This is the third in a series of articles that will increase your familiarity with your rights as a bicyclist and what they mean when you’re on the road.
As it stands now, federal law doesn’t deal with bicycles, or even traffic in general. Traffic is a states issue. Missouri addresses bicycle laws in two ways: state statutes and the Model Vehicle Code. State statutes are laws that must be upheld anywhere in Missouri and carry state mandated penalties for breaking them. The Model Vehicle Codes, however, are only suggestions for laws. Unless a county or city adopts Chapter 300 (another term for the Model Vehicle Code) as their own ordinances, the Codes are essentially meaningless. However, every county and city HAS adopted them, so the point is moot—except for the fact that cities can change the wording of the Model Vehicle Code for their own community. That means what is traffic law in Columbia may not be law in Jefferson City or Springfield.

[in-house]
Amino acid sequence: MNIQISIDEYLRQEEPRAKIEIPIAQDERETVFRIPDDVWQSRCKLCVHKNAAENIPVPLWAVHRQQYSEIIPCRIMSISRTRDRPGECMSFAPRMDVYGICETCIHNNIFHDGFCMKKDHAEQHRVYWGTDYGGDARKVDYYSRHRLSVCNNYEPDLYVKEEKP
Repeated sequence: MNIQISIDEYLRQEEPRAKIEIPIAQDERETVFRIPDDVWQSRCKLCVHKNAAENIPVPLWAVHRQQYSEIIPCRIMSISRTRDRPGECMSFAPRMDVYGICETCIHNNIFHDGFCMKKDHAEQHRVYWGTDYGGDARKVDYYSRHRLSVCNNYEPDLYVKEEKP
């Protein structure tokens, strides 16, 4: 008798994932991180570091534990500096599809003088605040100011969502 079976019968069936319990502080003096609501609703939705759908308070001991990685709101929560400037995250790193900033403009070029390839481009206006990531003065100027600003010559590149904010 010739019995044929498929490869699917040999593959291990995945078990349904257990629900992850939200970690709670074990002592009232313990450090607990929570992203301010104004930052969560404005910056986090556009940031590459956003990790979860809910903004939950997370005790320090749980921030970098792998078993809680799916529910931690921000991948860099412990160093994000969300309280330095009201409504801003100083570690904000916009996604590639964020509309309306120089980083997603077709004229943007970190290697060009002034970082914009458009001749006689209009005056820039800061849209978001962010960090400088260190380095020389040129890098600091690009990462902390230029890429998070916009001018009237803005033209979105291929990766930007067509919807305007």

Here’s an example: Missouri Model Vehicle Code 300.330 states that a designated bicycle lane shall not be obstructed by a parked or standing motor vehicle or other stationary object. Columbia, however, changed that part of the Code to make it legal for a car to park in a bike lane in Columbia. Now there’s something to be proud of.
When dealing with state statutes, cities can’t deny parts of the laws, only strengthen them. For example, in Missouri a bicycle is required to have a front-facing lamp at night. Columbia can’t abolish that statute; the city can only make it stricter by adding something like “…with a minimum of 250 lumens.”